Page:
The same government, who partners with educators, convincing the masses of the benefit of Keynesian inflationary policies, then rewards the educators through money grants, prestigious university posts, and government advisory roles in the Statist governments. All the professor has to do is promote the popular Keynesian policies to move ahead.
If a person were to FTM, it flows something like this in a simplistic rendition:
- government prints paper money,
- stealing value from all Americans,
- taking some of the money to reward the economic educators (doctrinaires), who write mighty tomes (propaganda) in support of said governments,
- creating a virtuous cycle of advancement for exploiters in both the political and educational fields.
All of these benefits are paid for by the masses, who being ignorant of the scheme, merely wonder why it becomes tougher every year to make a living.
Politicians win by spending money that doesn’t belong to them; economists win by receiving advancements through teaching flawed doctrine; the citizens lose by declining wealth and opportunities, surrendering “we the people” to “we the exploited.”
Mises pointed out the scheme and refused to participate, paying the price for his character-based stand, blackballed from every major university teaching post even though he is recognized as one of the greatest economists of all-time.
Bankrupting the West
Young and impressionable students, not trained to recognize the fallacies of Keynesianism, become susceptible to the propaganda, despite the fact that after five thousand years of recorded history, Statist policies have never worked anywhere.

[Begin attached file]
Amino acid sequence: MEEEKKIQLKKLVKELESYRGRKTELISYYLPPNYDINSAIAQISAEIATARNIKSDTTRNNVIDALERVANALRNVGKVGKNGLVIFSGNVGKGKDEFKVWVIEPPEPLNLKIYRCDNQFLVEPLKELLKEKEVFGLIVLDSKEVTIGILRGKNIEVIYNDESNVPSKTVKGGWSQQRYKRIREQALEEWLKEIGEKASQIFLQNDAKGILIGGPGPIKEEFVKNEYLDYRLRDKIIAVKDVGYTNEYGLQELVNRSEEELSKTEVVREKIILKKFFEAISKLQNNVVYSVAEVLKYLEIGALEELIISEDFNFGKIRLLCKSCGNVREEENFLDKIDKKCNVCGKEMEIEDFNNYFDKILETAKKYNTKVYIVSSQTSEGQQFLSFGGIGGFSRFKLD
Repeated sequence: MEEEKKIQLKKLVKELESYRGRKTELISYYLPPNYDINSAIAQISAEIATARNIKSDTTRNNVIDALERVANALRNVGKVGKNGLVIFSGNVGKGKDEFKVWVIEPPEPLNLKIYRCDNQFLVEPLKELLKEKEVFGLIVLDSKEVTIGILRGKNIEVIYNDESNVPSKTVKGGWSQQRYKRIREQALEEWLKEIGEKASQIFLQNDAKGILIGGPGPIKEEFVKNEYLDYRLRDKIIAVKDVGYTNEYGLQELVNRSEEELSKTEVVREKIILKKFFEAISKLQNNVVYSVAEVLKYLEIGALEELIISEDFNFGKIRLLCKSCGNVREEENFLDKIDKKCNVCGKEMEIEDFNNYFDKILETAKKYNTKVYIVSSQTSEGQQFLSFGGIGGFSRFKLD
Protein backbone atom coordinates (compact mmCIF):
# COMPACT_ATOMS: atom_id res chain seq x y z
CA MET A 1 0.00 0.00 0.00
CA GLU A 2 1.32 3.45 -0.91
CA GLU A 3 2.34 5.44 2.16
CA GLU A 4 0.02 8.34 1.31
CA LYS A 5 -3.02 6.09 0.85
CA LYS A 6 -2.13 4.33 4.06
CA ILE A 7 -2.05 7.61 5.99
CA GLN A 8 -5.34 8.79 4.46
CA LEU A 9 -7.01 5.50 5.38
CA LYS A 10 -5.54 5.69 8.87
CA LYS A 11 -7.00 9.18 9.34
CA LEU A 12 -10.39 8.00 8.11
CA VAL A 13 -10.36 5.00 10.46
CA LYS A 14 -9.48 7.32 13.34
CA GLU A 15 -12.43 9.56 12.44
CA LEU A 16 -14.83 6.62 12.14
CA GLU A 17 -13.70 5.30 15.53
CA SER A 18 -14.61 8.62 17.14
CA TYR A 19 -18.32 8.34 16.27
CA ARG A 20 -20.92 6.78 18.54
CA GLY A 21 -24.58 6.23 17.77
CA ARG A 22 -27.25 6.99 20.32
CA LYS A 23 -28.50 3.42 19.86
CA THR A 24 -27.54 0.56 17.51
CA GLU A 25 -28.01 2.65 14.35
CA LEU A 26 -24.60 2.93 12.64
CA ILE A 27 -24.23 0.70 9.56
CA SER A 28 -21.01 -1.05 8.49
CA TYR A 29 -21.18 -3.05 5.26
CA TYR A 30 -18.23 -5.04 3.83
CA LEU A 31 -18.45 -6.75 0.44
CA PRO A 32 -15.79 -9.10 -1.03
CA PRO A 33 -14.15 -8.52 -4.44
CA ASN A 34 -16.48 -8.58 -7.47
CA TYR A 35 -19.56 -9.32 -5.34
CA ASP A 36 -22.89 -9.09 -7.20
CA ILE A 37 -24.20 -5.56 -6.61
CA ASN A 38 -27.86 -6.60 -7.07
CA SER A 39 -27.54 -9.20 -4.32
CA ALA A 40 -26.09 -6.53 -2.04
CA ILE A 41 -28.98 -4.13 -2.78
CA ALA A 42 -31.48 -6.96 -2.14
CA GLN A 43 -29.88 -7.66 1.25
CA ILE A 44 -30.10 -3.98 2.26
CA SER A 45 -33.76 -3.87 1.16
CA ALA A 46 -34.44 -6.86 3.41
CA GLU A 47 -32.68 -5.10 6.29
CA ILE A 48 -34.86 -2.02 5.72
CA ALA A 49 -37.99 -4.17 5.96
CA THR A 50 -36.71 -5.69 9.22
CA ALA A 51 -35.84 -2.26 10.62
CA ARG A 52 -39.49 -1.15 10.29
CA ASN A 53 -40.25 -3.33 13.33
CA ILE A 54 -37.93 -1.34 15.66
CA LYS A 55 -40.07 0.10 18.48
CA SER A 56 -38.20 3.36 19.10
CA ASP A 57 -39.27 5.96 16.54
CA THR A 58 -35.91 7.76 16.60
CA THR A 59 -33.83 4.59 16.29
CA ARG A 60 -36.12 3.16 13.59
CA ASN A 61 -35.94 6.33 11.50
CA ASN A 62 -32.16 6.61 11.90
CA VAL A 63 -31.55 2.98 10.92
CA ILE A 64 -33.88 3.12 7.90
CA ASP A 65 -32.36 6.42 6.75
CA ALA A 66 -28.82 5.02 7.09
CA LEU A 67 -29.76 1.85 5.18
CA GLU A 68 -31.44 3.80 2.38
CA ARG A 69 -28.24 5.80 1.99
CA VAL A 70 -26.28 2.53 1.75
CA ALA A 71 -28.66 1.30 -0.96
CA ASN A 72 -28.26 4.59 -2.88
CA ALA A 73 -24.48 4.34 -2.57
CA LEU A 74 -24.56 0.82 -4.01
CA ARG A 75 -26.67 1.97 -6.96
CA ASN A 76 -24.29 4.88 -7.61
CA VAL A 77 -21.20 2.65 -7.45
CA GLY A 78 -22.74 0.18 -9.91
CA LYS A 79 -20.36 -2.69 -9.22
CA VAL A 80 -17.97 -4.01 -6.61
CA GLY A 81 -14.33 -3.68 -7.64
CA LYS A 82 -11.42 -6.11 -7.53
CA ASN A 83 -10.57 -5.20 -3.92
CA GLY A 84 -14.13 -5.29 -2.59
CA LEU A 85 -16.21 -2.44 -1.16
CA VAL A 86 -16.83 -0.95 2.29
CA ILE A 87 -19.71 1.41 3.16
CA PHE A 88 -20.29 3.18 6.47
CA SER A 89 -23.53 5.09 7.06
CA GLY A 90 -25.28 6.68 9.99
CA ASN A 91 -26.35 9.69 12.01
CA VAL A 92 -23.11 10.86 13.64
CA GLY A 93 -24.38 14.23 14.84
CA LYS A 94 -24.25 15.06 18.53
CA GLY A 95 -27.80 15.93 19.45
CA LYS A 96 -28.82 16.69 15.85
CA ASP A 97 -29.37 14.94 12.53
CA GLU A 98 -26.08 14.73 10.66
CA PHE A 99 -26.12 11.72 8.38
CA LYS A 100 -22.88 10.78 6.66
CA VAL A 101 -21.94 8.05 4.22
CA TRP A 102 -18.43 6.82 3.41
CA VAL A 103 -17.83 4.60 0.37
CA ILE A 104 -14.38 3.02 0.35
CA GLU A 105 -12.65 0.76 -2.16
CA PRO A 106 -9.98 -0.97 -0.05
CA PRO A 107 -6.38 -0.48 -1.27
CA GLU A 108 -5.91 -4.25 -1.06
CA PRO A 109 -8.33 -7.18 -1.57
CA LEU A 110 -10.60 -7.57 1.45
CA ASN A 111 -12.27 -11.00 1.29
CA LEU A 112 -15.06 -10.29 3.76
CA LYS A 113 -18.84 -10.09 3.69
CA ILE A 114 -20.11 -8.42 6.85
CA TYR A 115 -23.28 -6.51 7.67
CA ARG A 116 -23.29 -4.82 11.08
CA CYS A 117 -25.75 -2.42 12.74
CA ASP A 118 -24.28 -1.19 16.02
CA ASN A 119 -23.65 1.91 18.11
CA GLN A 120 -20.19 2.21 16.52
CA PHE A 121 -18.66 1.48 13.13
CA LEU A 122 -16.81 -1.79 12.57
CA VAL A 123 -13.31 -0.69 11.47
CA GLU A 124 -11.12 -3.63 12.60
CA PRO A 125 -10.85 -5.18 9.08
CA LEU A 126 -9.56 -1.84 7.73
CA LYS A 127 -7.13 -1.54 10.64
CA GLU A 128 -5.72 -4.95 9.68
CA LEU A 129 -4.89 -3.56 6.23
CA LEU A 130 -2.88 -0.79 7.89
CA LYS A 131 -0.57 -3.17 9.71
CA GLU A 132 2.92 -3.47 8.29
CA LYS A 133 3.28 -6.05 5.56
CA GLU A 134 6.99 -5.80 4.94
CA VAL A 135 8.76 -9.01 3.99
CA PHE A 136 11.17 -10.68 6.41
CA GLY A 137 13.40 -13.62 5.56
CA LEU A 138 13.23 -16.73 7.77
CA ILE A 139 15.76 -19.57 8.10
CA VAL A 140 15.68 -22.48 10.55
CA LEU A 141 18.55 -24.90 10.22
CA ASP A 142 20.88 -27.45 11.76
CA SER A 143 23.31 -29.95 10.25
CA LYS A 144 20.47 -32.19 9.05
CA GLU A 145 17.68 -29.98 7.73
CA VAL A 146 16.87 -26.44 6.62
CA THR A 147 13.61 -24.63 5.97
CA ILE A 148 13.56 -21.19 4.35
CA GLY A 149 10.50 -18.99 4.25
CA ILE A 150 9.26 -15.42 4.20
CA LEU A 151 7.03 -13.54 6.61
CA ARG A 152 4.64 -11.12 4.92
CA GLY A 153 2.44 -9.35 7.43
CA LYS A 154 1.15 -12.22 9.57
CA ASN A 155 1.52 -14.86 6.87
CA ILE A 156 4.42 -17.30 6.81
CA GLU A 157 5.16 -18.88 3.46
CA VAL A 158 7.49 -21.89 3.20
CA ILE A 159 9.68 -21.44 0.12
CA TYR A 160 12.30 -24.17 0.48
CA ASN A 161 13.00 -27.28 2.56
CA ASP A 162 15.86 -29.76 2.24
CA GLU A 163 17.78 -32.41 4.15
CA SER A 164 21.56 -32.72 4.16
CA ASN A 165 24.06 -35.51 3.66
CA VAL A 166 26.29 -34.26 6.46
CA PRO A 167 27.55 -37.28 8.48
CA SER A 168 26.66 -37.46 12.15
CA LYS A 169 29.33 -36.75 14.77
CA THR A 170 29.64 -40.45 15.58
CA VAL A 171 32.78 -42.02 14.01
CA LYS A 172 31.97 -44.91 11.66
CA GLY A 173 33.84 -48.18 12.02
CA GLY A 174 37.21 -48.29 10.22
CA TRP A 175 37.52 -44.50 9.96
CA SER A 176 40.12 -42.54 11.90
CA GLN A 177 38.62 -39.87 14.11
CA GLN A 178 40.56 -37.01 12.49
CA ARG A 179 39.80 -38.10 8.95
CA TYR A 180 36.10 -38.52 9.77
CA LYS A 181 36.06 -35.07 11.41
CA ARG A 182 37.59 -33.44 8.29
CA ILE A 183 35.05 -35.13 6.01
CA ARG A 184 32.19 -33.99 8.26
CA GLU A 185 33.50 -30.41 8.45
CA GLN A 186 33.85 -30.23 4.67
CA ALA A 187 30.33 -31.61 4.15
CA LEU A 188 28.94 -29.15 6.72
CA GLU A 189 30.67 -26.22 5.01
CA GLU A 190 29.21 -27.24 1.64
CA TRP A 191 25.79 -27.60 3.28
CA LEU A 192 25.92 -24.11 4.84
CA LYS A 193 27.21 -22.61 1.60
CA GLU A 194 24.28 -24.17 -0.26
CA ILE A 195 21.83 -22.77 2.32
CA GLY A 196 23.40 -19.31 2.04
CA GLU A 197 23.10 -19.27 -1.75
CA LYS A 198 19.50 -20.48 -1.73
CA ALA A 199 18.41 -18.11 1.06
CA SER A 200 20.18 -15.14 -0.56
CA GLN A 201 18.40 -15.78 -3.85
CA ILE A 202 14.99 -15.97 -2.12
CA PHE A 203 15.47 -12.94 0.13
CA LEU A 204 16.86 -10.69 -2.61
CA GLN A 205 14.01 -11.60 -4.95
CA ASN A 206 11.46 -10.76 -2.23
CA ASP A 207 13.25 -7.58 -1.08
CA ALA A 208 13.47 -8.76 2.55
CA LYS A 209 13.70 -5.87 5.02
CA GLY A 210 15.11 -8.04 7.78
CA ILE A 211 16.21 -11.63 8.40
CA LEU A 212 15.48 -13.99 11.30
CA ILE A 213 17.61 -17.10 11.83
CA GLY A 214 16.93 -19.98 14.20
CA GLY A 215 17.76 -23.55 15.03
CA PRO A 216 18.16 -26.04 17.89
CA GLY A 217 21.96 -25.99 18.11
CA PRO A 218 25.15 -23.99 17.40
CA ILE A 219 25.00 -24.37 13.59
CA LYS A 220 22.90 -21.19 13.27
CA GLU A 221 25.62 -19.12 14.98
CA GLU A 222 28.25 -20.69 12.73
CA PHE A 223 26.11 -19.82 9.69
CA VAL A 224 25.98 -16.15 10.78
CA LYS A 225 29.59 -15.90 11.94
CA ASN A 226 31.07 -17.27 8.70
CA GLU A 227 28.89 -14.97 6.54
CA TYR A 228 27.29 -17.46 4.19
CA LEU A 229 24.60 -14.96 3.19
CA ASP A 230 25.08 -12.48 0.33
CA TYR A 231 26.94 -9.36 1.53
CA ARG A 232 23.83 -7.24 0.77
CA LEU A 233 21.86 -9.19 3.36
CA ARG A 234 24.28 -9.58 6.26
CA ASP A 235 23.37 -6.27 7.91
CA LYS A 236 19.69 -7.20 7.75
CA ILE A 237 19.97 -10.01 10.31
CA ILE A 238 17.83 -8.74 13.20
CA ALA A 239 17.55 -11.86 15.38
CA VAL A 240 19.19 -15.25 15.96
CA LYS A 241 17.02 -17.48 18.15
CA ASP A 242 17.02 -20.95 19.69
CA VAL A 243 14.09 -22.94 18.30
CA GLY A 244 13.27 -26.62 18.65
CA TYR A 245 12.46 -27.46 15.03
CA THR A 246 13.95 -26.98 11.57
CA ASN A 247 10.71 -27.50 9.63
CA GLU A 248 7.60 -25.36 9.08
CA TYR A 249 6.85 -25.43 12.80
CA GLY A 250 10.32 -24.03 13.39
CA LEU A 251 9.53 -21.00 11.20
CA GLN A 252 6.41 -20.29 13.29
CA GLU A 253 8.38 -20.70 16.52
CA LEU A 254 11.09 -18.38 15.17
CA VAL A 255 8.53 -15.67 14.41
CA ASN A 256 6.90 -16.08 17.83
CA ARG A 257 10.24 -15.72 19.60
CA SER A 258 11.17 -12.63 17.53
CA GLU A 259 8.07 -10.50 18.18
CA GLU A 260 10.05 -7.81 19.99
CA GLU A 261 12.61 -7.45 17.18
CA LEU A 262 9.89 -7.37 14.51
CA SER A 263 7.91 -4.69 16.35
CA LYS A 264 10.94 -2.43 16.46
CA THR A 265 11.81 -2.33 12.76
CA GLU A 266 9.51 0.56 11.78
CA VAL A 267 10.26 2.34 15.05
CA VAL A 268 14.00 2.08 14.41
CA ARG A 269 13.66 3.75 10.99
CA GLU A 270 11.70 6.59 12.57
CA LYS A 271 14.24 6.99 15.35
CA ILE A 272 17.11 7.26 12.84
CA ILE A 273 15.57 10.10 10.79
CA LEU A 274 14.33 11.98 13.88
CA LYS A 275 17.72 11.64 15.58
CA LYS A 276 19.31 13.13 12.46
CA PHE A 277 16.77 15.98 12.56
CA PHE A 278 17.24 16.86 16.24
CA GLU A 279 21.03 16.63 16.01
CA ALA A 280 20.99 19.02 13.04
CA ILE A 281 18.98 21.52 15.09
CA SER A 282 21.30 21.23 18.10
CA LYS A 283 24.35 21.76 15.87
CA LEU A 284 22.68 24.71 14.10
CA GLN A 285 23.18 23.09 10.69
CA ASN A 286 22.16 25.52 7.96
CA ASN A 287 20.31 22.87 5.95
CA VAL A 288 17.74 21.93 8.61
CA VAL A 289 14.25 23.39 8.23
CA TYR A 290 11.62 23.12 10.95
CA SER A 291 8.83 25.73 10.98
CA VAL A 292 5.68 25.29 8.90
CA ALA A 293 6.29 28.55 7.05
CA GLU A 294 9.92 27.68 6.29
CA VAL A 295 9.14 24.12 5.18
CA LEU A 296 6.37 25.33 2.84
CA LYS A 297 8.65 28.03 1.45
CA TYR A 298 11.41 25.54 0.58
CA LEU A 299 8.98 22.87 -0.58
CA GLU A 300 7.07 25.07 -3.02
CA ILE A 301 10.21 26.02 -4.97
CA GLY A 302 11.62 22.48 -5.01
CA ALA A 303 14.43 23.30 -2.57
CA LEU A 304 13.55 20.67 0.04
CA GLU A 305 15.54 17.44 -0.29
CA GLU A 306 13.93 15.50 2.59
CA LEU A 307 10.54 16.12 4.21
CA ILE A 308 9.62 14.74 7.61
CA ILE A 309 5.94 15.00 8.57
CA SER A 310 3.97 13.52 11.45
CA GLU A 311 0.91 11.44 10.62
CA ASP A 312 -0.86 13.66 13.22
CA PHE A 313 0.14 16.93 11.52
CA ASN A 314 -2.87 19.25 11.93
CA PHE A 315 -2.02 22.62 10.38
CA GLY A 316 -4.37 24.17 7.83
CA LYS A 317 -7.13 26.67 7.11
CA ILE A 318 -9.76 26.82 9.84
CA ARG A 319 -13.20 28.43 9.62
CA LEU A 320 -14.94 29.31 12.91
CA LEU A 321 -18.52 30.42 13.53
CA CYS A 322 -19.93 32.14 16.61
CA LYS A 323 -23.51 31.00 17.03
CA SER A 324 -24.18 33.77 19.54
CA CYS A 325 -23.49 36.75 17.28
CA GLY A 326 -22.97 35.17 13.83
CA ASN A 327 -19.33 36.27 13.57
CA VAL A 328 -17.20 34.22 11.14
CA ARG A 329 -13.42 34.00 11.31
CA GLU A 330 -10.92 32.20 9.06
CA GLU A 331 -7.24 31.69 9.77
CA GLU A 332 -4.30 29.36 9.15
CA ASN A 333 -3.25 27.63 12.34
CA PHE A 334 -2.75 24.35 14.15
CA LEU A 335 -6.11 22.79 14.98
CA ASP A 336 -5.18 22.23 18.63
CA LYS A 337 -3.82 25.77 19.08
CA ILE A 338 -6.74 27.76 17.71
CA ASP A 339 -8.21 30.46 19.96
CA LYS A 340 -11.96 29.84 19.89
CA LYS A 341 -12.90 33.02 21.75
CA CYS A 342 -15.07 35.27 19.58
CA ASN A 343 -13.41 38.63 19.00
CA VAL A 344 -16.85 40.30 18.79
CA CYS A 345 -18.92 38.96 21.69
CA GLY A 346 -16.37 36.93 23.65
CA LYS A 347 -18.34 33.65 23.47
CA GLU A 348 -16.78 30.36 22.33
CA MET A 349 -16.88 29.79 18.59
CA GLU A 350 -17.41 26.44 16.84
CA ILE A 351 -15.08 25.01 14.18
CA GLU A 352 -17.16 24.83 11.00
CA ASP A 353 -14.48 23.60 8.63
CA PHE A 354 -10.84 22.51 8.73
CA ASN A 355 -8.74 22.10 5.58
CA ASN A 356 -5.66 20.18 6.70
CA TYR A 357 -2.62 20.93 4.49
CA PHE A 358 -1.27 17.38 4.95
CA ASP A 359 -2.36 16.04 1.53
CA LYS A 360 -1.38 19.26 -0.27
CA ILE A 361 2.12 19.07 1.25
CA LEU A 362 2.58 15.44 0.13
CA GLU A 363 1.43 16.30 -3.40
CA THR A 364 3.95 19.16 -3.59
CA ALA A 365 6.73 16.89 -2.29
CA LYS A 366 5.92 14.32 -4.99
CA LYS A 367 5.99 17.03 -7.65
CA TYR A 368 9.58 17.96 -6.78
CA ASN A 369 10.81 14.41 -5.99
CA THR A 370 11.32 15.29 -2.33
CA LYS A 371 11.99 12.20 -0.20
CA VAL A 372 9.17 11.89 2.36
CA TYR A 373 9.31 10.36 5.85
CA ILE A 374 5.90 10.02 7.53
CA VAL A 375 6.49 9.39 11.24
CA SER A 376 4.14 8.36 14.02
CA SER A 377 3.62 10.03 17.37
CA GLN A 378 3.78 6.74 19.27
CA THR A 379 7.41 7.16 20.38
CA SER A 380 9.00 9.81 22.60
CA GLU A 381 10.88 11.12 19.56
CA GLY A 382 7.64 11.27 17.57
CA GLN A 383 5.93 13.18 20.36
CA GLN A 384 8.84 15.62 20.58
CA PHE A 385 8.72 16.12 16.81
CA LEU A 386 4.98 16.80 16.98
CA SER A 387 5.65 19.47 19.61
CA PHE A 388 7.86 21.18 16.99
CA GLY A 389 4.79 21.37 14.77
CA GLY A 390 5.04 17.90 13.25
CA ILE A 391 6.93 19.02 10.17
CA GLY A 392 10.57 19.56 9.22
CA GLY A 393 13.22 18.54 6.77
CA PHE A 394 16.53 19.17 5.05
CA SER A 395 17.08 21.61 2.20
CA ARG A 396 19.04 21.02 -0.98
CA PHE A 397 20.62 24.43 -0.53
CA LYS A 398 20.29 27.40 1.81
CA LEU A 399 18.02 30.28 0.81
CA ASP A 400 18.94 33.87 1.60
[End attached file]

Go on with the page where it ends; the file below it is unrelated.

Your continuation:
Even the Kings of Propaganda, both Hitler and Lenin, would be proud of the level of deceit here. Hitler taught, “Make the lie big, make it simple, keep saying it, and eventually they will believe it,” along with, “How fortunate for leaders that men do not think.” Not to be outdone, Lenin espoused, “A lie told often enough becomes truth.”
If economists are rewarded for following the company line, and the companies, in this case, are funded by the government, then it doesn’t take a grand conspiracy theory, but merely an understanding of FTM and SFN, to see why our present economic policies support further government interventions regardless of whether they are bankrupting the Western Nations or not.
What other valid explanation could explain the United States multi-trillion dollar national debt?
It’s hard for anyone to make a character-based stand in the workplace when the boss rewards the bad behaviors and punishes the good ones. People are left in a moral quandary, pitting their money against their morals.
Millions of people surrender their morals for money, engulfing the world in darkness. But when one person sets his soul on fire with truth, his light radiates a path out of the darkness.
This is exactly what Ludwig Von Mises did: He lit a path out of the darkness for others to follow.
Where is the next generation of men and women willing to set their soul on fire for truth?
Where are the courageous citizens, who cannot tolerate falsehoods any longer, who bravely choose to live by Virgil’s quote, “do not give in to evil, but proceed ever more boldly against it”?
Orrin Woodward co-authored the New York Times bestseller Launching a Leadership Revolution. His first solo book, RESOLVED: 13 Resolutions for LIFE, made the Top 100 All-Time Best Leadership Books List. Orrin was awarded as the 2011 IAB Leader of the Year.
Orrin has co-founded two multi-million dollar leadership companies and serves as the Chairman of the Board of the LIFE Business. He has a B.S. degree from GMI-EMI (now Kettering University) in manufacturing systems engineering. He holds four U.S. patents, and won an exclusive National Technical Benchmarking Award.
He follows the sun between residences in Michigan and Florida with his lovely wife Laurie and their children. Orrin’s leadership thoughts are shared on his blog, orrinwoodwardblog.com.